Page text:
Canadian Journal of Law and Society
property, condominium, cities, government, land, gentrification
Condominium is an architecture of land ownership that produces separate, privately owned units within multi-unit developments. Condominium also constructs a form of private, democratic government, described as a fourth order of government, that acts beneath federal and provincial governments, and alongside municipal government, to govern owners and their property. This article considers a conflict between residential-unit owners and a commercial-unit owner within a condominium development in Vancouver’s Downtown Eastside. Drawing from material produced in litigation, the article situates the dispute within its property and urban contexts to argue that condominium government requires attention, and not just for its impact on owners, or even residents within, but also because cities must now account for, work alongside, and, in some circumstances, contend with these rapidly proliferating sites of government that are helping to shape who has the right to live in the city.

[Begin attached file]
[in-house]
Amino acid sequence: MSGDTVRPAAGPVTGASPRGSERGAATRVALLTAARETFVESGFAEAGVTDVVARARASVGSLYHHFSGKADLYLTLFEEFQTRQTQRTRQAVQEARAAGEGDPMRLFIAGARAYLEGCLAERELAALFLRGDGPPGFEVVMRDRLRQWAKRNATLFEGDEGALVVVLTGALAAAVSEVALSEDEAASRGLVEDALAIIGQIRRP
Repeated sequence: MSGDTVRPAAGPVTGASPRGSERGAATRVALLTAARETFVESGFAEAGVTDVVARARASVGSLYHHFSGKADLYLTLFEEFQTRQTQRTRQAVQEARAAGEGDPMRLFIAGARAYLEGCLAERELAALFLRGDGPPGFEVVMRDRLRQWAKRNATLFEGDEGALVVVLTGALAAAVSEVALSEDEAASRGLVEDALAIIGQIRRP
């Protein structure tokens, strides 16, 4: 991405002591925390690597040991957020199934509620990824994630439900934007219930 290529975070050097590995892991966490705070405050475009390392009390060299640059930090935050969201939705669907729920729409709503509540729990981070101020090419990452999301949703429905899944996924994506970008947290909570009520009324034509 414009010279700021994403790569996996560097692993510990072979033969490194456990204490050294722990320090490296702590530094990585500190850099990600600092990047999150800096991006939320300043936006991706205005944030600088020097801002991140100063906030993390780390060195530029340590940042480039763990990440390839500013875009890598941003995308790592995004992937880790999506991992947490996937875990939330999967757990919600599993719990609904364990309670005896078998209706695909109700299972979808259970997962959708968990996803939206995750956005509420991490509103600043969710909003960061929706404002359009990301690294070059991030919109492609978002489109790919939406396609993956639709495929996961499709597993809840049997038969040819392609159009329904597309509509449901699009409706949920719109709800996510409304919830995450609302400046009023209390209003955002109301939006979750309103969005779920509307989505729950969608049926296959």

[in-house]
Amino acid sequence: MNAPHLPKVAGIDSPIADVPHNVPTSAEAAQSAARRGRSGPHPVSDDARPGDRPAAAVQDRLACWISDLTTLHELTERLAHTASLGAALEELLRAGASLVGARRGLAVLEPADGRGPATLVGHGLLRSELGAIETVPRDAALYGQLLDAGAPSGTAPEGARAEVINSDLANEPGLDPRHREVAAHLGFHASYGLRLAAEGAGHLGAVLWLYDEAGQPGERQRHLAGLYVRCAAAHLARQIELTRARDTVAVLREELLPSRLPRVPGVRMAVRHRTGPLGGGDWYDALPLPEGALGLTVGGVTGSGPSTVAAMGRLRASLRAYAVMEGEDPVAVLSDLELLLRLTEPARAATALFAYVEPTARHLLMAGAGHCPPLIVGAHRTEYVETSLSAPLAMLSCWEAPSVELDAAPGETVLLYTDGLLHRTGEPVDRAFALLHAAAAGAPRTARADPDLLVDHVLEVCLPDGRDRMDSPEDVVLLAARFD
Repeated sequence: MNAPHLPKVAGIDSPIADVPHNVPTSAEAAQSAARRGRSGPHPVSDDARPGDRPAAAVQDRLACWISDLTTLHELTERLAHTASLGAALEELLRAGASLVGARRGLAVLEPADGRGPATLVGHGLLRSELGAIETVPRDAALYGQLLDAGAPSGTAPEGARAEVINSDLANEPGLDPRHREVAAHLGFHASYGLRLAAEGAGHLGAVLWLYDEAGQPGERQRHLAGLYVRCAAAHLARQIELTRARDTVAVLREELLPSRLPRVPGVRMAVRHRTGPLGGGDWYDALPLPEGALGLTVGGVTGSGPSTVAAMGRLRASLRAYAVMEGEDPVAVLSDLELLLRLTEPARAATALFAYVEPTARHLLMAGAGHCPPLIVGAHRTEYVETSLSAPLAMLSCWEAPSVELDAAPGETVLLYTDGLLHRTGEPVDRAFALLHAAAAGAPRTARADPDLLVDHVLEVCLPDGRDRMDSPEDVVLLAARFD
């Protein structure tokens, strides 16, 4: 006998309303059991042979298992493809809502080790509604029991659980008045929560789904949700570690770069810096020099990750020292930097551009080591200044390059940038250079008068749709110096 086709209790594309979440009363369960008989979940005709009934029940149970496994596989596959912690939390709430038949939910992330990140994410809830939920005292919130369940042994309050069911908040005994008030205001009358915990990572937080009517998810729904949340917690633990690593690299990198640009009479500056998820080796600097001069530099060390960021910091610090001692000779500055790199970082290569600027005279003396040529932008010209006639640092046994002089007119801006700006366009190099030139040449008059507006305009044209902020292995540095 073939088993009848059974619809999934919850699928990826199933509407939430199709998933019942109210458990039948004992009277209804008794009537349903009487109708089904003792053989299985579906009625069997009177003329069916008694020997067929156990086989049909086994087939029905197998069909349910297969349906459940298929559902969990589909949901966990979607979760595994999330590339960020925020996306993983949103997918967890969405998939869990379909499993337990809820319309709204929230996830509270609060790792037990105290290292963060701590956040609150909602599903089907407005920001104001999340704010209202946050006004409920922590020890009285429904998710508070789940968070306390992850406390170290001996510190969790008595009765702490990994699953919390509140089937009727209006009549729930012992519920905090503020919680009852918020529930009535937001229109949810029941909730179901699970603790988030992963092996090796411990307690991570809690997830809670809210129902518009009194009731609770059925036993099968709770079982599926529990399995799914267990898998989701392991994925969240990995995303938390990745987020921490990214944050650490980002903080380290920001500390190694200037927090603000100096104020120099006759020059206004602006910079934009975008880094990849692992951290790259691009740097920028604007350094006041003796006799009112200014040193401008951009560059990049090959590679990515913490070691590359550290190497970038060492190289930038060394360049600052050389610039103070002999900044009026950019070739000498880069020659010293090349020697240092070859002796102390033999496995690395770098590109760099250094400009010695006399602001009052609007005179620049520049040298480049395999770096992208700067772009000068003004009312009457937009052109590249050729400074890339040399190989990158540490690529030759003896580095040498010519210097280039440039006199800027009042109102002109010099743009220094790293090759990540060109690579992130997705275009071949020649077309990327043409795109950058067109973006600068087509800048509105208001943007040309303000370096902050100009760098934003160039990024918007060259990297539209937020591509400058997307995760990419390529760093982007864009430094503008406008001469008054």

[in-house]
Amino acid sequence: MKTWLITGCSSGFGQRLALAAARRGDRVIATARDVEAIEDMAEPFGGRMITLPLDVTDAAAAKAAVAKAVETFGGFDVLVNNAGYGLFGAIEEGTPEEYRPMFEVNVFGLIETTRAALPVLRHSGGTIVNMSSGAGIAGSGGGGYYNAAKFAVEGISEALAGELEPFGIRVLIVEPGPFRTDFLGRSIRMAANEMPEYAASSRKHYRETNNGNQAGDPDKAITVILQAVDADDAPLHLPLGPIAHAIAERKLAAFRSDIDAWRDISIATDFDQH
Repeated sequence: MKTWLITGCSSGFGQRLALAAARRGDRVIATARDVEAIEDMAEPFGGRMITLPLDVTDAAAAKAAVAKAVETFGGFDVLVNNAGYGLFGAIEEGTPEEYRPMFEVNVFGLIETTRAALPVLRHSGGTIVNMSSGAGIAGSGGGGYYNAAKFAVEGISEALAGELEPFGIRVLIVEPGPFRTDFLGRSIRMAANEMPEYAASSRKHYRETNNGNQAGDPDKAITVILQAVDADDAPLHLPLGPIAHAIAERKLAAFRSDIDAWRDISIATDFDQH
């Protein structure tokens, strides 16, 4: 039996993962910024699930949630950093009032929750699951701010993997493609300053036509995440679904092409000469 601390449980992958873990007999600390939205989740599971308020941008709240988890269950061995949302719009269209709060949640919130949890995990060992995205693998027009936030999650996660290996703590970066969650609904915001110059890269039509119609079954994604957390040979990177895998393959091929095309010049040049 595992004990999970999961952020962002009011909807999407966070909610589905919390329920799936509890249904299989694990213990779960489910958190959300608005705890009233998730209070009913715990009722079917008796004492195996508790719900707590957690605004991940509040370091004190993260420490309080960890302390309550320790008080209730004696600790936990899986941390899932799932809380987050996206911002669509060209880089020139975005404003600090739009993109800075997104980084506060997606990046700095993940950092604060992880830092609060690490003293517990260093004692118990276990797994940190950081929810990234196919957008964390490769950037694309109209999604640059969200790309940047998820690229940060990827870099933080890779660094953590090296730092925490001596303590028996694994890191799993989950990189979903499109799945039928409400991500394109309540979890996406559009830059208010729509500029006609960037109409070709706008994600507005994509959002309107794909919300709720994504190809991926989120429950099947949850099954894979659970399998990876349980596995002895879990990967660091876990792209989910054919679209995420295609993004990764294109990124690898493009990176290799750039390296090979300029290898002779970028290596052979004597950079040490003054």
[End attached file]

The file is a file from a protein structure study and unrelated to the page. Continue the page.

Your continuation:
Douglas C Harris, "Condominium Government and the Right to Live in the City" ([forthcoming in 2019]) 34:3 CJLS 371.
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This article has been published in a revised form in the Canadian Journal of Law and Society / Revue Canadienne Droit et Société, Volume 34, no. 3, pp. 371-392. https://doi.org/10.1017/cls.2019.34. This version is free to view and download for private research and study only. Not for re-distribution, re-sale or use in derivative works. © CJLS/RCDS.